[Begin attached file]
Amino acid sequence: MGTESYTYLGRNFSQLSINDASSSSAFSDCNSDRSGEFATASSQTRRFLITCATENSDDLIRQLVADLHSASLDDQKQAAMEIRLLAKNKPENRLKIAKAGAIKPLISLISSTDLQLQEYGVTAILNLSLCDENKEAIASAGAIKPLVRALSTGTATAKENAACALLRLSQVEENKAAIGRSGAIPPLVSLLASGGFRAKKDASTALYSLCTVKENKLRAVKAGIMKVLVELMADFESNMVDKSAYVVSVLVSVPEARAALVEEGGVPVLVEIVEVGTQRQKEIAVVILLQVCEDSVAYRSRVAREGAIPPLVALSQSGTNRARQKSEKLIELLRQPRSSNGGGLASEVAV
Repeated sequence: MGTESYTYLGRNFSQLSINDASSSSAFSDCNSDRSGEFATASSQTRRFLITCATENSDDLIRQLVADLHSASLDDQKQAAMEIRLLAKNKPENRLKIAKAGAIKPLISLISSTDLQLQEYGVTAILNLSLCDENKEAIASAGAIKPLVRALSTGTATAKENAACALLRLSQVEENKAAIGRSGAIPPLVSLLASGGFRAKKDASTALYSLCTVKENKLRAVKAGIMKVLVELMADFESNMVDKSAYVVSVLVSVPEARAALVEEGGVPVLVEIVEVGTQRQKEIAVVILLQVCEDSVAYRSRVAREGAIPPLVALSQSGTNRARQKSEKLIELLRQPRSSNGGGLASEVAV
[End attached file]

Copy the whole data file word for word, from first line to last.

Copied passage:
Amino acid sequence: MGTESYTYLGRNFSQLSINDASSSSAFSDCNSDRSGEFATASSQTRRFLITCATENSDDLIRQLVADLHSASLDDQKQAAMEIRLLAKNKPENRLKIAKAGAIKPLISLISSTDLQLQEYGVTAILNLSLCDENKEAIASAGAIKPLVRALSTGTATAKENAACALLRLSQVEENKAAIGRSGAIPPLVSLLASGGFRAKKDASTALYSLCTVKENKLRAVKAGIMKVLVELMADFESNMVDKSAYVVSVLVSVPEARAALVEEGGVPVLVEIVEVGTQRQKEIAVVILLQVCEDSVAYRSRVAREGAIPPLVALSQSGTNRARQKSEKLIELLRQPRSSNGGGLASEVAV
Repeated sequence: MGTESYTYLGRNFSQLSINDASSSSAFSDCNSDRSGEFATASSQTRRFLITCATENSDDLIRQLVADLHSASLDDQKQAAMEIRLLAKNKPENRLKIAKAGAIKPLISLISSTDLQLQEYGVTAILNLSLCDENKEAIASAGAIKPLVRALSTGTATAKENAACALLRLSQVEENKAAIGRSGAIPPLVSLLASGGFRAKKDASTALYSLCTVKENKLRAVKAGIMKVLVELMADFESNMVDKSAYVVSVLVSVPEARAALVEEGGVPVLVEIVEVGTQRQKEIAVVILLQVCEDSVAYRSRVAREGAIPPLVALSQSGTNRARQKSEKLIELLRQPRSSNGGGLASEVAV